Leedham SJ, Rodenas-Cuadrado P, Howarth K, Lewis A, Mallappa S, Segditsas S, Davis H, Jeffery R, Rodriguez-Justo M, Keshav S et al. 2013. A basal gradient of Wnt and stem-cell number influences regional tumour distribution in human and mouse intestinal tracts. Gut, 62 (1), pp. 83-93. | Show Abstract | Read more

OBJECTIVE: Wnt signalling is critical for normal intestinal development and homeostasis. Wnt dysregulation occurs in almost all human and murine intestinal tumours and an optimal but not excessive level of Wnt activation is considered favourable for tumourigenesis. The authors assessed effects of pan-intestinal Wnt activation on tissue homeostasis, taking into account underlying physiological Wnt activity and stem-cell number in each region of the bowel. DESIGN: The authors generated mice that expressed temporally controlled, stabilised β-catenin along the crypt-villus axis throughout the intestines. Physiological Wnt target gene activity was assessed in different regions of normal mouse and human tissue. Human intestinal tumour mutation spectra were analysed. RESULTS: In the mouse, β-catenin stabilisation resulted in a graduated neoplastic response, ranging from dysplastic transformation of the entire epithelium in the proximal small bowel to slightly enlarged crypts of non-dysplastic morphology in the colorectum. In contrast, stem and proliferating cell numbers were increased in all intestinal regions. In the normal mouse and human intestines, stem-cell and Wnt gradients were non-identical, but higher in the small bowel than large bowel in both species. There was also variation in the expression of some Wnt modulators. Human tumour analysis confirmed that different APC mutation spectra are selected in different regions of the bowel. CONCLUSIONS: There are variable gradients in stem-cell number, physiological Wnt activity and response to pathologically increased Wnt signalling along the crypt-villus axis and throughout the length of the intestinal tract. The authors propose that this variation influences regional mutation spectra, tumour susceptibility and lesion distribution in mice and humans.

Cited:

58

Scopus

Reenaers C, Louis E, Belaiche J, Seidel L, Keshav S, Travis S. 2012. Does co-treatment with immunosuppressors improve outcome in patients with Crohn's disease treated with adalimumab? Alimentary Pharmacology and Therapeutics, 36 (11-12), pp. 1040-1048. | Show Abstract | Read more

Background: There is clear benefit from combination therapy with infliximab and immunosuppressive drugs (IS), but few data are available for adalimumab (ADA). Aim: To assess the efficacy of ADA monotherapy and ADA+IS for induction and maintenance therapy in Crohn's disease. Methods: Retrospective study of patients with Crohn's disease treated with ADA in Oxford, UK or Liège, Belgium. Treatment periods were divided into 6-month semesters. A combination therapy semester was defined as ADA+IS for at least 3 months; successful induction meant clinical response; a semester with flare as ADA dose escalation, starting steroids, perianal complication, or surgery; and ADA failure as ADA withdrawal for secondary loss of response or intolerance. Semesters with and without flares were compared through univariate and multivariate analysis. Results: Successful induction was achieved in 171/207 (83%) patients, with no significant difference between ADA+IS and ADA monotherapy (85% vs. 82%, P = 0.50). Five hundred and sixty-two semesters in 181 patients were included for maintenance analysis. ADA+IS was not associated with fewer semesters with flare (34% vs. 35%, P = 0.96), or with ADA failure (6% vs. 8%, P = 0.43). Nevertheless, combination therapy in the first semester was associated with a lower risk of ADA failure (5% vs. 10%, P = 0.04, OR = 0.48) and combination therapy beyond 6 months was associated with fewer semesters with flares (14% vs. 36%, P = 0.02, OR = 0.31). Conclusions: There may be a benefit from adalimumab+immunosuppressive drugs combination therapy during the first semester of initiating adalimumab, with a slight decrease in adalimumab failure and lower need for adalimumab dosage escalation. © 2012 Blackwell Publishing Ltd.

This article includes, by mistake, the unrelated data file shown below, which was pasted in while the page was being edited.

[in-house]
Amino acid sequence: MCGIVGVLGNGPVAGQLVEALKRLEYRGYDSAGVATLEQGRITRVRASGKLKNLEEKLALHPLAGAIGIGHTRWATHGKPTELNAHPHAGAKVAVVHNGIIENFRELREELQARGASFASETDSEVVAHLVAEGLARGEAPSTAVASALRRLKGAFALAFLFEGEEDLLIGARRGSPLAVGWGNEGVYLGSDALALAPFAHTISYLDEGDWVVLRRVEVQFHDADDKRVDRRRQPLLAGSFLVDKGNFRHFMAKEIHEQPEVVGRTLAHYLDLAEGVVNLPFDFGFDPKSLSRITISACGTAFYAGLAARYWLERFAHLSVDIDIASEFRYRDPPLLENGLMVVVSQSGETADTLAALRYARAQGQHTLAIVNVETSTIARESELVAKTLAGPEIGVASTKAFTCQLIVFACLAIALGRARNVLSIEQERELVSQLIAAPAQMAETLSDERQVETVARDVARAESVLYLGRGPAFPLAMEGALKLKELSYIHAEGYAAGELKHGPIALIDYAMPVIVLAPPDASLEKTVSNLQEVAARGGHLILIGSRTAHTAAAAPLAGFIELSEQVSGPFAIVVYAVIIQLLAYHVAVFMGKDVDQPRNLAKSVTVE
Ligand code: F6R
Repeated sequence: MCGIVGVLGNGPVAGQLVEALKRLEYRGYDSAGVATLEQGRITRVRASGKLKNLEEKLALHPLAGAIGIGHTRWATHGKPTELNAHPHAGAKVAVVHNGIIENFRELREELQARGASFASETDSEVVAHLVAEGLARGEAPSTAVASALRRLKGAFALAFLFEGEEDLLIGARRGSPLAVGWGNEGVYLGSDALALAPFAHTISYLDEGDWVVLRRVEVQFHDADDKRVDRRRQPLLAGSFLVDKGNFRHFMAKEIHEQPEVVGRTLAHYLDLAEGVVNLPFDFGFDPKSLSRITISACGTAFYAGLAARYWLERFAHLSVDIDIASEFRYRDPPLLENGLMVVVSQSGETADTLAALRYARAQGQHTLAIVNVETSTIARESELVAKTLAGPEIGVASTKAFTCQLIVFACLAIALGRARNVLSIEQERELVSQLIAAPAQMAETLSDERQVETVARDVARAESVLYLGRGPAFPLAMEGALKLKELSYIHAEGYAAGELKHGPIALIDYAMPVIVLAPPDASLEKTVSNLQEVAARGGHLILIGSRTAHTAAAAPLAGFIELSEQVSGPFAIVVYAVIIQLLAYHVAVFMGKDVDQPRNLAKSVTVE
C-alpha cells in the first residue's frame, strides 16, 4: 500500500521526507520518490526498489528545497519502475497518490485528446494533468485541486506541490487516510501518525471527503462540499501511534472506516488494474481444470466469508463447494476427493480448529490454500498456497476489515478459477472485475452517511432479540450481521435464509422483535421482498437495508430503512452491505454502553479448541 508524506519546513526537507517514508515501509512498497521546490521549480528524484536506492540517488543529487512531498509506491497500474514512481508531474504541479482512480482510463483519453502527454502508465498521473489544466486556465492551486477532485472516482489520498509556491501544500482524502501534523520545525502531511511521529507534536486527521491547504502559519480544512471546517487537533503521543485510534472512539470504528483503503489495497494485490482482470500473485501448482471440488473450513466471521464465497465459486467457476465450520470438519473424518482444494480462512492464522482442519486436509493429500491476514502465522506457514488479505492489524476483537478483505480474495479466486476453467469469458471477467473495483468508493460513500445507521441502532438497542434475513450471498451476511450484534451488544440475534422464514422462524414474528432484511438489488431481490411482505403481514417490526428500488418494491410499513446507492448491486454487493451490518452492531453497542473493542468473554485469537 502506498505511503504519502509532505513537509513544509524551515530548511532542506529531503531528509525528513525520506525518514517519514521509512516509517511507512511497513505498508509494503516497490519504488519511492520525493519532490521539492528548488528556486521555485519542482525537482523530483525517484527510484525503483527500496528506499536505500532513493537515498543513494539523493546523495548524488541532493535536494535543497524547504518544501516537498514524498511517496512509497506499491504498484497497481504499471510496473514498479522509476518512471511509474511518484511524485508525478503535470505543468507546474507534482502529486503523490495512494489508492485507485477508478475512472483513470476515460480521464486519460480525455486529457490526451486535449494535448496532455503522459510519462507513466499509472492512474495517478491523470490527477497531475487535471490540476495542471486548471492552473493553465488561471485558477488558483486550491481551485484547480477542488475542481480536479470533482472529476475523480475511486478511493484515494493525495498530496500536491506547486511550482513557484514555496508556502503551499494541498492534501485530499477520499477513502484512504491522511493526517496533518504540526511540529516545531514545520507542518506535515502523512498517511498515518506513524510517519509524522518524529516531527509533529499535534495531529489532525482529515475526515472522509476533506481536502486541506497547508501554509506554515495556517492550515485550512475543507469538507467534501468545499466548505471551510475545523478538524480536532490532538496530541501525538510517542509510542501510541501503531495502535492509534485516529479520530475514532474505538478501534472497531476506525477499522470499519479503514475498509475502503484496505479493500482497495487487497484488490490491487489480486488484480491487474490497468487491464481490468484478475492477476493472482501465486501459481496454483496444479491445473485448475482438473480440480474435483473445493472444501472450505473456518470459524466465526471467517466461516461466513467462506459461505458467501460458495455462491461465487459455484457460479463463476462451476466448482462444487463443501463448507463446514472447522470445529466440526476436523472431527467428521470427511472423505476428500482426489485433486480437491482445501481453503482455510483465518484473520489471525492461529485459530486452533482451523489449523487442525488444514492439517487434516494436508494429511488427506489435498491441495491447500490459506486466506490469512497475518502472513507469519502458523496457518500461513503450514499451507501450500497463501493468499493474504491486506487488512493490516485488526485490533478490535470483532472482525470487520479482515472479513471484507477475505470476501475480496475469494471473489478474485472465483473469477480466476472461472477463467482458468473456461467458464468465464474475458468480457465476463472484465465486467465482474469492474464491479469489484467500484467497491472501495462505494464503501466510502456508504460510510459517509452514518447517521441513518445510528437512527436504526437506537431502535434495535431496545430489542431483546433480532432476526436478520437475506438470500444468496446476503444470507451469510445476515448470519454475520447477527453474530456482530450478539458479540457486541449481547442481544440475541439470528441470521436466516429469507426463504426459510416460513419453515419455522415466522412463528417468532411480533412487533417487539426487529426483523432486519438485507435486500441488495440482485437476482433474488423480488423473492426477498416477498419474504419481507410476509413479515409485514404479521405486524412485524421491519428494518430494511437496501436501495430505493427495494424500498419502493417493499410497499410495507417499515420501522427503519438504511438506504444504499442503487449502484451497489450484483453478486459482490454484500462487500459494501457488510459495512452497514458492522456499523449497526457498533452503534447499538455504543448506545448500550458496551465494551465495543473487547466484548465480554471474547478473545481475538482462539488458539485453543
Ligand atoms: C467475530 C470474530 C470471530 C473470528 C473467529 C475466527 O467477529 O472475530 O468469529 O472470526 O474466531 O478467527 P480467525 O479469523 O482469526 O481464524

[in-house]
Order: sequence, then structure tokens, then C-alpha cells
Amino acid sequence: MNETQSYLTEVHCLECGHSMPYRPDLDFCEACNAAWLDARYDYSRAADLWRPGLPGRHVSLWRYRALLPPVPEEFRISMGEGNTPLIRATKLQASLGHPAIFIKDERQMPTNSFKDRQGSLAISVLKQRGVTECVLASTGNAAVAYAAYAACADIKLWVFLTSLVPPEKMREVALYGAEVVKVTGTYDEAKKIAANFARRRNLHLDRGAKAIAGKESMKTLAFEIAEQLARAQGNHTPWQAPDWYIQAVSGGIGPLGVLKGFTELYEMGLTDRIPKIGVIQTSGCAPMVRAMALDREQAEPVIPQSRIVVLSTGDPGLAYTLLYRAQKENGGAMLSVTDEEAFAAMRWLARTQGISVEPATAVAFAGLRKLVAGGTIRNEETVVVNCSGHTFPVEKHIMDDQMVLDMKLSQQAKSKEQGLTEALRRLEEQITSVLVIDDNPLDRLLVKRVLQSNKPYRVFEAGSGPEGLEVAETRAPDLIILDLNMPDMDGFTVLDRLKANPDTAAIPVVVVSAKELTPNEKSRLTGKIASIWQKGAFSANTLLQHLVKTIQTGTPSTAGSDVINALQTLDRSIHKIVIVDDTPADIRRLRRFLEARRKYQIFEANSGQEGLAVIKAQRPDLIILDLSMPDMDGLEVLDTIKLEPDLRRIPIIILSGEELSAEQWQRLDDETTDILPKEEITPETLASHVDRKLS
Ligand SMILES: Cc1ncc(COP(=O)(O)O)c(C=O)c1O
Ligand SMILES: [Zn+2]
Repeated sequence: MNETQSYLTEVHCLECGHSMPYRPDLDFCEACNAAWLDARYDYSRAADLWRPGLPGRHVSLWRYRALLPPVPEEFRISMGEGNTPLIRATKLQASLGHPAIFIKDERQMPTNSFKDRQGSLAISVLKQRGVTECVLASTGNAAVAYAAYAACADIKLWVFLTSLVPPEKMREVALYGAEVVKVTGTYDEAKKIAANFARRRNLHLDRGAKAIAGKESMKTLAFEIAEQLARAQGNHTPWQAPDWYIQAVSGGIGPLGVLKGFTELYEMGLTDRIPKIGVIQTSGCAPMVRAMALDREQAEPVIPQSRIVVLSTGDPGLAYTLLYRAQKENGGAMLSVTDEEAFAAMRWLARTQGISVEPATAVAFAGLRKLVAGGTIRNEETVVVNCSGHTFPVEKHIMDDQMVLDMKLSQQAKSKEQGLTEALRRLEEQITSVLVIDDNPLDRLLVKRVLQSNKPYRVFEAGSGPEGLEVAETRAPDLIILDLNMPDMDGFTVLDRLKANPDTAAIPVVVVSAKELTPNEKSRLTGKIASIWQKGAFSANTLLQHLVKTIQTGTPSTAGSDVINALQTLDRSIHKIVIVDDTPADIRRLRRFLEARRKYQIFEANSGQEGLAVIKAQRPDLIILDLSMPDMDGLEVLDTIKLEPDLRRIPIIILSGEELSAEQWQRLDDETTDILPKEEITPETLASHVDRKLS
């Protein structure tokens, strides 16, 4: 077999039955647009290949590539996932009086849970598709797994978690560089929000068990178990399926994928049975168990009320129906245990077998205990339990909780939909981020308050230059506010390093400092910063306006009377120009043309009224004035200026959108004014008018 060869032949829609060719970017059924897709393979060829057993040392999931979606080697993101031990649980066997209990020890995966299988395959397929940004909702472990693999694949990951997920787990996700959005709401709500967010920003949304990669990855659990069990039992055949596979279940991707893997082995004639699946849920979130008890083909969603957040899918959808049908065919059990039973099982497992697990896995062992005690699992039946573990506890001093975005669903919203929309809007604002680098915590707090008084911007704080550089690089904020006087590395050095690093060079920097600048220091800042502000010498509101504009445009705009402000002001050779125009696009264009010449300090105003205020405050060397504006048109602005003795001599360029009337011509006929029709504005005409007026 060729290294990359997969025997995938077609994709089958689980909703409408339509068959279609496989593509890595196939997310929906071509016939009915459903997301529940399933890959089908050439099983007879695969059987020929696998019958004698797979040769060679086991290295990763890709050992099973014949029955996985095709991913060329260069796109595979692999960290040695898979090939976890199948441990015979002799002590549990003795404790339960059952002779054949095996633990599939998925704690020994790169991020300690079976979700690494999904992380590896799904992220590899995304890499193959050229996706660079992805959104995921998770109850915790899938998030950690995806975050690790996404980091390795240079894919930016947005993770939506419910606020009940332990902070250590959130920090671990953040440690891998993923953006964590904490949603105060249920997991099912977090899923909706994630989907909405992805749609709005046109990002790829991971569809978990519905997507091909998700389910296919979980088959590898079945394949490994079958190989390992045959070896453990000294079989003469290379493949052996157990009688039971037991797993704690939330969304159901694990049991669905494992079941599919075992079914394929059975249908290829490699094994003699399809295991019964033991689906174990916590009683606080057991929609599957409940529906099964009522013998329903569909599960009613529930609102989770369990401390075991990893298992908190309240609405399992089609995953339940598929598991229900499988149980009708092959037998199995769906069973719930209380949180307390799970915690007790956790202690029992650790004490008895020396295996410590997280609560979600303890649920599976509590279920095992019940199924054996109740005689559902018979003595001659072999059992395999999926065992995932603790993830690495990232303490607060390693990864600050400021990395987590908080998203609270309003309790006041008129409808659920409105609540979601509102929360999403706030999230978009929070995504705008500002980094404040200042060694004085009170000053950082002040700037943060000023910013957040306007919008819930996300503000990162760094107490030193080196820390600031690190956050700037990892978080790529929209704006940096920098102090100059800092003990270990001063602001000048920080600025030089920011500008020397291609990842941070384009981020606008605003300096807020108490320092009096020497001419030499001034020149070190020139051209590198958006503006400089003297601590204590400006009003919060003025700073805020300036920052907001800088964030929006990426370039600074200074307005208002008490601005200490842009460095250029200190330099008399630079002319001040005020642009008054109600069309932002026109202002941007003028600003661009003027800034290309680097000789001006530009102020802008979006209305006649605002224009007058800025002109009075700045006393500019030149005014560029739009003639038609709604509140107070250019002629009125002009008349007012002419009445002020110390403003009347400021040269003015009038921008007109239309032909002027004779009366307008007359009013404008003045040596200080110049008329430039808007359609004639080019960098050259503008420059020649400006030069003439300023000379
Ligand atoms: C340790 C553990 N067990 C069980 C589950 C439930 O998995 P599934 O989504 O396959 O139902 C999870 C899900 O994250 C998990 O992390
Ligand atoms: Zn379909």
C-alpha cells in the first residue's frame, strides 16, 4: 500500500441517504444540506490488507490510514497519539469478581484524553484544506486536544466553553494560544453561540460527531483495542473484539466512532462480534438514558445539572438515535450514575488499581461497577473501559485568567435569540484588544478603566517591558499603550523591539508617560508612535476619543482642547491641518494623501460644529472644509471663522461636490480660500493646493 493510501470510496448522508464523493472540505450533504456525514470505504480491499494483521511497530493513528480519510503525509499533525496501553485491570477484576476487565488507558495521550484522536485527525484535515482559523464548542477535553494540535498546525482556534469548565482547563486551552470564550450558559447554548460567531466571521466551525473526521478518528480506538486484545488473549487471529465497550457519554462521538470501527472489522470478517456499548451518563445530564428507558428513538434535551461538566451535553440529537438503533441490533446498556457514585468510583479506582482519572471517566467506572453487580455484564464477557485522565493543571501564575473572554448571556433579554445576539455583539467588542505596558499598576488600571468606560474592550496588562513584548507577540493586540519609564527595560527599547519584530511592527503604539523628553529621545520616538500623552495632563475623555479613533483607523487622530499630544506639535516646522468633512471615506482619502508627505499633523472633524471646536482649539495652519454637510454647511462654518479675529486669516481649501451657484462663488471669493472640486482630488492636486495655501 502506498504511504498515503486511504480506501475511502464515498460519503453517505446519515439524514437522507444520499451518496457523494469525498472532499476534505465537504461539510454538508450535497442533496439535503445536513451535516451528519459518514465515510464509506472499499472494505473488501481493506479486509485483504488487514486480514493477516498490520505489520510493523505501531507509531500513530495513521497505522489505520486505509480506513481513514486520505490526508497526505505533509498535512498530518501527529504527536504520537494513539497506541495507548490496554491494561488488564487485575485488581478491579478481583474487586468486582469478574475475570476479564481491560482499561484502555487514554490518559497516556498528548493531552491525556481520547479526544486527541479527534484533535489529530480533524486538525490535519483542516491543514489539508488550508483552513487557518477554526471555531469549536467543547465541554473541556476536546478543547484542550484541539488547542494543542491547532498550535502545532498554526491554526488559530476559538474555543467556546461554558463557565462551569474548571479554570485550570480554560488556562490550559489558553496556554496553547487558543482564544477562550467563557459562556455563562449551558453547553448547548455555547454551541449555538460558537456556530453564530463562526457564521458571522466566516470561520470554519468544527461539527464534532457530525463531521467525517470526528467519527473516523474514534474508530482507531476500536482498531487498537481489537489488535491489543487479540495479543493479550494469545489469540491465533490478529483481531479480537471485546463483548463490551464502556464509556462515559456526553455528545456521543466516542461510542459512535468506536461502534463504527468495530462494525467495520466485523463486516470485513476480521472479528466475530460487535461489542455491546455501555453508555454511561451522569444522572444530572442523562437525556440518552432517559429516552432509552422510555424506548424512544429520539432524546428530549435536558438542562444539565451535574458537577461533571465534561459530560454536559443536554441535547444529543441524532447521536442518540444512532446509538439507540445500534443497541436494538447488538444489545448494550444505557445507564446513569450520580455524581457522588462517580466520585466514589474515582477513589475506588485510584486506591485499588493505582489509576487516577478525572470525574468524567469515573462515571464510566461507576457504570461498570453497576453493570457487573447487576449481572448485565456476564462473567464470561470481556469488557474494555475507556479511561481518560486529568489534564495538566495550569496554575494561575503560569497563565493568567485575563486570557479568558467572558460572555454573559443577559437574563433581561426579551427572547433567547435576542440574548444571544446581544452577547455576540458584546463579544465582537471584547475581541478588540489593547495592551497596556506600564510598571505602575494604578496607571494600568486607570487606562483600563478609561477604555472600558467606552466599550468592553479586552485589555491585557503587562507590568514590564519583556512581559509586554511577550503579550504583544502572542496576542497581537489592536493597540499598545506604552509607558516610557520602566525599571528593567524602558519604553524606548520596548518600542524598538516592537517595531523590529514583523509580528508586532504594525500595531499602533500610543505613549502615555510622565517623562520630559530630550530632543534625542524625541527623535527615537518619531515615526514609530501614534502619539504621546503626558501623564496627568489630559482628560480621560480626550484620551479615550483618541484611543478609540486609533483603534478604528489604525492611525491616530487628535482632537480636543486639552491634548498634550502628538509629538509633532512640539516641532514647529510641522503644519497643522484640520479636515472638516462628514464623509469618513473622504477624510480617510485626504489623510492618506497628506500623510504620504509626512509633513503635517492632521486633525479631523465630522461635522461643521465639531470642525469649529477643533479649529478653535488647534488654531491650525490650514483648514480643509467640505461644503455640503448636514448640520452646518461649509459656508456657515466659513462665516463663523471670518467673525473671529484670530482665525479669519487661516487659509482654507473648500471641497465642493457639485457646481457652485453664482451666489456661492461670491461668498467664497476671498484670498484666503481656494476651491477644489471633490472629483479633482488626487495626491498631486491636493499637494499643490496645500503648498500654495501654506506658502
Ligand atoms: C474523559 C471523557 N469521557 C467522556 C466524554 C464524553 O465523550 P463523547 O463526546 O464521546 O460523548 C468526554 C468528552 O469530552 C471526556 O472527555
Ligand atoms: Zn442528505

Minassian A, Jeffery K, Conlon C, Keshav S. 2011. DIAGNOSTIC DIFFICULTY IN THE GUT: A GRANULOMATOUS DILEMMACATEGORY: CLINICAL LESSON JOURNAL OF INFECTION, 63 (6), pp. E118-E119. | Read more

Stoesser N, Crook DW, Fung R, Griffiths D, Harding RM, Kachrimanidou M, Keshav S, Peto TE, Vaughan A, Walker AS, Dingle KE. 2011. Molecular epidemiology of Clostridium difficile strains in children compared with that of strains circulating in adults with Clostridium difficile-associated infection. J Clin Microbiol, 49 (11), pp. 3994-3996. | Show Abstract | Read more

Molecular analysis of Clostridium difficile (28 isolates) from children (n = 128) in Oxfordshire, United Kingdom, identified eight toxigenic genotypes. Six of these were isolated from 27% of concurrent adult C. difficile-associated infections studied (n = 83). No children carried hypervirulent PCR ribotype 027. Children could participate in the transmission of some adult disease-causing genotypes.

Culver EL, Winearls C, Roberts I, Keshav S. 2012. A rare cause of bloody diarrhoea. Gut, 61 (1), pp. 94-168. | Read more

Vradelis S, Maynard N, Warren BF, Keshav S, Travis SPL. 2011. Quality control in upper gastrointestinal endoscopy: detection rates of gastric cancer in Oxford 2005-2008. Postgrad Med J, 87 (1027), pp. 335-339. | Show Abstract | Read more